Sunday, July 31, 2005
And Now...The Smog Issue, Finally Addressed

Yesterday, I went to look at a new car. I drive a Hyundai which has given me just about all that it can muster for a tin can. The car is in quite laughable condition. The door handle won't work, it's been kissed by too many a hailstone, and there seems to be some creature dwelling underneath the hood. I must wake this beast up every time I turn the car on, because it squeals and shakes. The air conditioner, however, works quite well.

I was looking at a Honda Civic Si, a very Euro trendy car that has a neat shifter knob in the middle of the control panel on the car. It's a small, fun car with a good crash test rating and a lot more horsepower than the Hyundai. (Most gerbils also have more horsepower). The price, however, was about forty dollars off the mark on the payment each month, and I wasn't willing to do it. Especially after I reconsidered the car-to-person ratio in Atlanta.

Atlanta is one of those pathetic examples of how urban sprawl can lead to absolute misery. The city was poorly planned to take on the growth it has encountered in the past two decades. While every suburb we drive through is being loaded with huge homes and even larger Wal-Marts, the downtown area is being avoided by most suburbanites. In fact, most people make their money during the week in Atlanta, then avoid it on the weekends. This is too bad; they are missing out on the nice things about cities: museums, theaters, and homeless people. Instead, suburbanites hole up in their huge homes with their plasma T.V.'s. Occasionally, they run to Wal-Mart.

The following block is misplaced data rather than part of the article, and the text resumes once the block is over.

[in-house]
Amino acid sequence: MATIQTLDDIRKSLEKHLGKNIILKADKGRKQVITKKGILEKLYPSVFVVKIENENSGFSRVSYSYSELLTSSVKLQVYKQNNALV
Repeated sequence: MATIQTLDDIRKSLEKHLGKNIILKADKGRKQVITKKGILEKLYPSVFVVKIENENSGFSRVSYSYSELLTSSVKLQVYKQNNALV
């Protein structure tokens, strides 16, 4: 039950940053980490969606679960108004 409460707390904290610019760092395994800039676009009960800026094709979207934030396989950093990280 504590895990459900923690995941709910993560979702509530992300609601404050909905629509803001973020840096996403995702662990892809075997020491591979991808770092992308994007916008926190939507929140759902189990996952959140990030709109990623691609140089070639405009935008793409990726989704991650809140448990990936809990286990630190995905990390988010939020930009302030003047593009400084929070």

We are all aware that the death of public transportation and the advent of the family sedan has led to the suburbs. We are also aware that in time, with fuel prices going through the roof and poor environment concern, we may not have these options anymore. Only the very wealthy will be able to afford to live outside the city because only the wealthy will be able to afford all that gas. In the meantime, most of us poor suckers in Atlanta are going to sit in the parking lots of the Interstates 85 and 75 until we start demanding something better.

Like a commuter rail system.

Here's an interesting fact: Goodyear tires began purchasing vast amount of stocks in railway when Goodyear really took off. Why? Simple: to own, and then close down, the American train system. Get the rubber, get the car, get freedom and independence.

When was the last time that Georgians really had a nice town like the one in 'Fried Green Tomatoes' (the movie)? Are any products that we purchase for daily needs coming from a nice small town where the locals all know one another and everyone still plants vegetables? Nope. That's because small towns are dying, thanks to Wal-Marts and suburbs. The car has killed the small town. The car has invented the suburb. The suburbs have led to more problems than you can shake a stick at.

Georgian conservatives don't want trains. Some take the low road and say it's primarily because white conservatives in the suburbs don't want black people in the neighborhood. I think there are a lot of reasons conservatives don't want trains, and one of the reasons is conservatives love big S.U.V.'s and love the share holders of those S.U.V.'s. Politicians cater to the upper crust of the middle class who can afford these monstrosities on the road. Politicians also like suburbs, because they can make a killing on appealing to middle class values and all the money that's in strip malls.

I didn't buy that new car, and that's okay. After all, I can stick with what I have until I get what I really want: not a nice fancy car, but a long, relaxing train ride with a cup of coffee and a good book. Hopefully, other Georgians who are tired of breathing in the smog accumulating from all those vehicles on the I-75 and -85 will look that way, too.
Written by FRITZ
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Name: Fritz

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